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  • Many of the clockwise seaplanes are SeaReys. How big is a SeaRey?
    They are very small! The Searey is a 2 seat, high wing, single-engine pusher prop airplane with conventional retractable landing gear (taildragger). Engine size and type varies. If you are familiar with small airplanes, its size is similar to a Cessna 152 with a similar maximum gross weight of just over 1600 lb/726 kg– this includes the airplane, spare parts, fuel, pilots, survival gear, & personal baggage.
  • Why are Cathy and David promoting Science, technology, Engineering, and Mathematics (STEM) education and diversity in Aviation careers during this trip?
    In 1970, when Cathy learned to fly, the % of female pilots in the US was only 6%. Unfortunately, in the ensuing 50+ years, that percentage has only crept up by 1 or 2%. The statistics for female airline captains are even more dismal. Cathy was lucky to have role models at her local airport, but her high school guidance counselor was not helpful, suggesting she should become a flight attendant, not a pilot. With the current and increasing shortage of pilots, mechanics, air traffic controllers, and engineers, role models are needed.
  • Who is the primary organizer?
    Each aircraft is autonomous, but we are sharing information with each other via Zoom, email, and a private forum for participants. David Geers of the Clockwise group created this website and hosts the Zoom planning meetings.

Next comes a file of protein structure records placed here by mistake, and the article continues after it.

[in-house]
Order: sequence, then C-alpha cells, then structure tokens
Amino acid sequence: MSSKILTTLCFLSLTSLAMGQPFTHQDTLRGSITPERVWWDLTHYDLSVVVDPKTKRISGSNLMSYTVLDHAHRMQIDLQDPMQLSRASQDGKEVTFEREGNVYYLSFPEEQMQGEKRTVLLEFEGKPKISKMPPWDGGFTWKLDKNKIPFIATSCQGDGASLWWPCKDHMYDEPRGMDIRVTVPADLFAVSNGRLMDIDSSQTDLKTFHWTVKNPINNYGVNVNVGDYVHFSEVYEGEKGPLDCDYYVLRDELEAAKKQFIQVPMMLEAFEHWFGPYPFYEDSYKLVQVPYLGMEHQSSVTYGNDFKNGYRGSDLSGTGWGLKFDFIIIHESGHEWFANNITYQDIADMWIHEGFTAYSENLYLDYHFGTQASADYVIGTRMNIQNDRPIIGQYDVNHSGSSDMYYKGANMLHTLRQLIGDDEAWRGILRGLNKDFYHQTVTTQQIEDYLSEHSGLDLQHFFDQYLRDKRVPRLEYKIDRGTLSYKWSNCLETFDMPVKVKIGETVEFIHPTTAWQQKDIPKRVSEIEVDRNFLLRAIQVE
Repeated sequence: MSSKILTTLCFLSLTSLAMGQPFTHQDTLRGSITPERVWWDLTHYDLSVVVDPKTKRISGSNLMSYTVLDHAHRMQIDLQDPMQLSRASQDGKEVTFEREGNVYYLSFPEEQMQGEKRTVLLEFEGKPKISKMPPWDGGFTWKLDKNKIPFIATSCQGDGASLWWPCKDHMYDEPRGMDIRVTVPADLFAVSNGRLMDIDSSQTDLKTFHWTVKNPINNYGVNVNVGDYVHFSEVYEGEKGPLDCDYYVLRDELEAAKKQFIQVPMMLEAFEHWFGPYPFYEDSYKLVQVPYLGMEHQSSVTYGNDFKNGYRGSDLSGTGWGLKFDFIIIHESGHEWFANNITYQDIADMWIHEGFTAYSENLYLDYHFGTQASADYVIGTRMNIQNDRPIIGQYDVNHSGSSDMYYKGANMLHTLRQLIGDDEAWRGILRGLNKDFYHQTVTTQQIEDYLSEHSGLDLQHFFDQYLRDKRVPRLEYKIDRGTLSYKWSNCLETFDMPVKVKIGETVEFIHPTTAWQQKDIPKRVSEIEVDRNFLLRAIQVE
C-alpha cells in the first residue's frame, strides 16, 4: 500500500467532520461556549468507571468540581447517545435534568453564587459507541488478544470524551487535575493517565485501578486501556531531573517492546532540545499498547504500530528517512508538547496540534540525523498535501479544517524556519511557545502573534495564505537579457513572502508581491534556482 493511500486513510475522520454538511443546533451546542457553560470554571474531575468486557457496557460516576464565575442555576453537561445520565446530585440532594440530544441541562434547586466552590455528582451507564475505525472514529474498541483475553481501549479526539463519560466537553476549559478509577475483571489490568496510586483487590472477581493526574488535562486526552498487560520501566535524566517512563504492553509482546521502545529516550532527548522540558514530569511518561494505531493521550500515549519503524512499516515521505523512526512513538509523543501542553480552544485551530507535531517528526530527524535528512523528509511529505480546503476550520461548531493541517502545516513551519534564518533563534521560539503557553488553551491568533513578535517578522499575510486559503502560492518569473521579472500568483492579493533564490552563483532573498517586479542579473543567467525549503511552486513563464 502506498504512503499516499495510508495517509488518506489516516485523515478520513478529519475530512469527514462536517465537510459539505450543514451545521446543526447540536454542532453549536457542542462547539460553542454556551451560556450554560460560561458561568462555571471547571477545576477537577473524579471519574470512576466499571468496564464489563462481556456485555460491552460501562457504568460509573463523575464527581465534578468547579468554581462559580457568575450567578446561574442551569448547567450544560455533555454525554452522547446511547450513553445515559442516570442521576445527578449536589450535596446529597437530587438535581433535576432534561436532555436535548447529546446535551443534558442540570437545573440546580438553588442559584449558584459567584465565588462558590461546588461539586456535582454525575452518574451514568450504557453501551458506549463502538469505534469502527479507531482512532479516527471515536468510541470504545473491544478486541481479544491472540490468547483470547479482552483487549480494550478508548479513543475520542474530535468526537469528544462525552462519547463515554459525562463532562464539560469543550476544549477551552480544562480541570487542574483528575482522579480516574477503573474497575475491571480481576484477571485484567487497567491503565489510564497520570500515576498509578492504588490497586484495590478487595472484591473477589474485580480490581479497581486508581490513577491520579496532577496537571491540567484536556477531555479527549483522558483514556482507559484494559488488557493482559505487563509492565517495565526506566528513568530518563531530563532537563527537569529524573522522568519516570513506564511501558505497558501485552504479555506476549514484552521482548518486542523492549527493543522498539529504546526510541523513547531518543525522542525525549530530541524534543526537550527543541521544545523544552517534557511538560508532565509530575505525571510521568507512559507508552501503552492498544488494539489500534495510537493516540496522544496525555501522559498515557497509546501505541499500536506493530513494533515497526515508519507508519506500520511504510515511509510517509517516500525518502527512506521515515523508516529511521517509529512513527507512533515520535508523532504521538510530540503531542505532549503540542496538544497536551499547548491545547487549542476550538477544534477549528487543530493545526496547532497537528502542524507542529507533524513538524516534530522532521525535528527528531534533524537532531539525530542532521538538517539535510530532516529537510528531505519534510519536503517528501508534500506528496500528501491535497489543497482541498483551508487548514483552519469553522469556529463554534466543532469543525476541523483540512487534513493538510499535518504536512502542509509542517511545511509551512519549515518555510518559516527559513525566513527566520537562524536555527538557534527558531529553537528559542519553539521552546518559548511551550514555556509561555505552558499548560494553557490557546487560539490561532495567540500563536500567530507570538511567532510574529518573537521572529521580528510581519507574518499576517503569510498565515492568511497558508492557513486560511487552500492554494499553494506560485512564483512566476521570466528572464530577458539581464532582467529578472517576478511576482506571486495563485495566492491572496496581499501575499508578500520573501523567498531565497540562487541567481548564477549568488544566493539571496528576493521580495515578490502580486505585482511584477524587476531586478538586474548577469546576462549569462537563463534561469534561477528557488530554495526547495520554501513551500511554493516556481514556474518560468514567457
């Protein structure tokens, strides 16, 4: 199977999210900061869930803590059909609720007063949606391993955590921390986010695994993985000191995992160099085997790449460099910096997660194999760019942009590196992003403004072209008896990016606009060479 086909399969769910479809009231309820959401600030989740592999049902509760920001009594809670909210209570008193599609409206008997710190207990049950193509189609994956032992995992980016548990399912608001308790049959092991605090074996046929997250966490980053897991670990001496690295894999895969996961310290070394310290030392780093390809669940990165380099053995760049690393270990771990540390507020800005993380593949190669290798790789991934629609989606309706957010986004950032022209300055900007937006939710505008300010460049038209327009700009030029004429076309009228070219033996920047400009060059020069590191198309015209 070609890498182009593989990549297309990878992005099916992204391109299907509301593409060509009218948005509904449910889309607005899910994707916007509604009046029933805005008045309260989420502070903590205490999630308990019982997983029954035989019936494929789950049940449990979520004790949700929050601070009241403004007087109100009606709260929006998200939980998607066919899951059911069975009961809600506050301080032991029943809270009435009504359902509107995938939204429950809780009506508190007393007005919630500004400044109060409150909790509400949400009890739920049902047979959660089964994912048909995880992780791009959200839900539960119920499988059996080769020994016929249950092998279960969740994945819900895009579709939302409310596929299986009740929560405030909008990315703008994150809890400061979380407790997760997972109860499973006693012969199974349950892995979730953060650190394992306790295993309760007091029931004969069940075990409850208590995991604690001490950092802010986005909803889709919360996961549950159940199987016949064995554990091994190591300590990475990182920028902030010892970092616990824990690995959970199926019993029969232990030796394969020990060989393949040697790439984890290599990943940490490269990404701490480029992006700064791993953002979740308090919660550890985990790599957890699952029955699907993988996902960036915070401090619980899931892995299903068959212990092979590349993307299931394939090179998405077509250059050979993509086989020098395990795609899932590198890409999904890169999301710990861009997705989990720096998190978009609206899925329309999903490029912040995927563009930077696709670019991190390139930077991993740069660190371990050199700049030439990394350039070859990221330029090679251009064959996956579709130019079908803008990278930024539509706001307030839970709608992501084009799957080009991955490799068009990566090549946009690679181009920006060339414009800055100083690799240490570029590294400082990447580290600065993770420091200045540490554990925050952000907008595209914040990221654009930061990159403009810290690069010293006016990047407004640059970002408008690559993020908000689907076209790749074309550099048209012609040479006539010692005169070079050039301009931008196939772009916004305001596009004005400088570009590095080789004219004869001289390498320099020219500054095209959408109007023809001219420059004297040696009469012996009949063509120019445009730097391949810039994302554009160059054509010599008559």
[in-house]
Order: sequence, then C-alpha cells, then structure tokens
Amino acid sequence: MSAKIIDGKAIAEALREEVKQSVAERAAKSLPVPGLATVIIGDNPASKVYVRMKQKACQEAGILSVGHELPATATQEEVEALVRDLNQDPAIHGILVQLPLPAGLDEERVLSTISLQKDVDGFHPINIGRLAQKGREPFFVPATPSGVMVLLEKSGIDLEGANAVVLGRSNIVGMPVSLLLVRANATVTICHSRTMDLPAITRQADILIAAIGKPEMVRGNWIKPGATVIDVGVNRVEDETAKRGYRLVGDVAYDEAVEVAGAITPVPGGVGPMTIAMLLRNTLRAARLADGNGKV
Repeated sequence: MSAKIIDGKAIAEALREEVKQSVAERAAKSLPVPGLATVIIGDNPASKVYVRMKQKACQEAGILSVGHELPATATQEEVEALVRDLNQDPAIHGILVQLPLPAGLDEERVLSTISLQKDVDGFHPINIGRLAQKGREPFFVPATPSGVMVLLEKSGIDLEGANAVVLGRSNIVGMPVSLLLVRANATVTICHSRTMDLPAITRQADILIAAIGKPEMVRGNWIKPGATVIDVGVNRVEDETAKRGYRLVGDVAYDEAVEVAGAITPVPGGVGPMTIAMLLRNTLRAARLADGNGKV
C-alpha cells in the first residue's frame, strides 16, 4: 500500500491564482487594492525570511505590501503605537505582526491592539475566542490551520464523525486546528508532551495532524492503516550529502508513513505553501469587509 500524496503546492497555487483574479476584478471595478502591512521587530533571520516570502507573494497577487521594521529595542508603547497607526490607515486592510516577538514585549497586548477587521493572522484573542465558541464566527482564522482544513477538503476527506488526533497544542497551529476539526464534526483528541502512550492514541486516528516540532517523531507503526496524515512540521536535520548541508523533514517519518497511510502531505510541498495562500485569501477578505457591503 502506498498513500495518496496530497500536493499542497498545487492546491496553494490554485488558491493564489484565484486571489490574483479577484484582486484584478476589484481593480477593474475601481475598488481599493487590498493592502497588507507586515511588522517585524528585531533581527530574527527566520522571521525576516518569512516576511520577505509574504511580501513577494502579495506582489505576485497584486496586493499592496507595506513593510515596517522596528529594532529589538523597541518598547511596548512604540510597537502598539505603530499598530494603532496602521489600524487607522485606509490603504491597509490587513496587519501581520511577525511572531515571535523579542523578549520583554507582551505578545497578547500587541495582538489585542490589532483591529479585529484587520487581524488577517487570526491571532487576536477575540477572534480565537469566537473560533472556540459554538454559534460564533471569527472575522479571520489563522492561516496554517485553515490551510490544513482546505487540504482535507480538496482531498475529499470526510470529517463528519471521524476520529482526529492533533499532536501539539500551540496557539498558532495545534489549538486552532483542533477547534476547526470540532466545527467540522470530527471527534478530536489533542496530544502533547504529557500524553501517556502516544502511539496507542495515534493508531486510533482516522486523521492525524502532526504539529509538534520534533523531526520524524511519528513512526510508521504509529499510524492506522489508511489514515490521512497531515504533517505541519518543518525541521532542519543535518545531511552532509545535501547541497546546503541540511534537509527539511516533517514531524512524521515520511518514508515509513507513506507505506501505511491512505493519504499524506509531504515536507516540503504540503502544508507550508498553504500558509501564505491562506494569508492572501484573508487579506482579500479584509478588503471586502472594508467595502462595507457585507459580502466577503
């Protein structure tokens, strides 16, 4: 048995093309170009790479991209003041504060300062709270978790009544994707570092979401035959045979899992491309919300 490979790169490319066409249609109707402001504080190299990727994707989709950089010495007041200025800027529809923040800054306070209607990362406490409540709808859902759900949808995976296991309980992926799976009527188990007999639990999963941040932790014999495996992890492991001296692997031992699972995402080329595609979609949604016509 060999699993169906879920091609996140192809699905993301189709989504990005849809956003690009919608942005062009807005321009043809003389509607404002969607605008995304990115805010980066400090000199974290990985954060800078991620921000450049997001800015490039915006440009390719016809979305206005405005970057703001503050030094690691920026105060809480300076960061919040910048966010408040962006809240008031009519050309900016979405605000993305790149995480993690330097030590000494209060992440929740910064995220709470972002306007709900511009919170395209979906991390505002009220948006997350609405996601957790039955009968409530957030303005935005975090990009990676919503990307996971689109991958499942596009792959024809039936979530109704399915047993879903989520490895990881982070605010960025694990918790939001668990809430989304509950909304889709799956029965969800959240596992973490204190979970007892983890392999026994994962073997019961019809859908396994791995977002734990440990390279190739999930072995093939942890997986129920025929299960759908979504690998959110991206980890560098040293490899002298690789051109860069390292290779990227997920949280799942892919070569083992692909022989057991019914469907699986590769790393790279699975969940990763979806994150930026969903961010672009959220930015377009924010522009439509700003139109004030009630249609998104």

• Is Cathy’s US pilot license valid in Australia?
    Yes, but in order to log pilot in command time in an Australia-registered aircraft, she is required to apply for a holiday flying permit (called a COV) from CASA (same function as US FAA) and undergo a background check for an airport access card called an ASIC from Australia’s office of Home Affairs.
  • Since the SeaRey is such a small aircraft, you must need to pack very lightly. How much can you take with you?
    Please see the A Weighty Issue BLOG which discusses the importance of weight in general. In addition to the blog post, there are many required items we need to carry for documenting, communicating, and safety, plus spare parts, clothing, sunblock, insect repellant, snacks, water, camping equipment, & petrol bladders to transport petrol from auto pumps to the plane. Cathy is bringing only 6kg/13lb or less of personal items! The SeaRey can carry about 450-480lb/204-218kg of these items including pilots & petrol.
  • If Cathy and David are flying together, who is the pilot?
    That's a great question. Both of them are licensed seaplane pilots. Only one at a time can log pilot in command time. It does not matter which seat the "pilot" sits in because each seat has controls. The pilots need to agree. They can even change who is the pilot while enroute. Bottom line: the pilots decide who logs the time as pilot. additional nuance: (ok to skip!) Both pilots can log time if one is flying solely by reference to instruments using a view limiting device because the other pilot is REQUIRED to keep the plane safe by looking out the window for traffic and hazards. They won't be doing much of that because they want to see the beautiful land that they are flying over and around!
  • Do you have reservations and plans for every stop?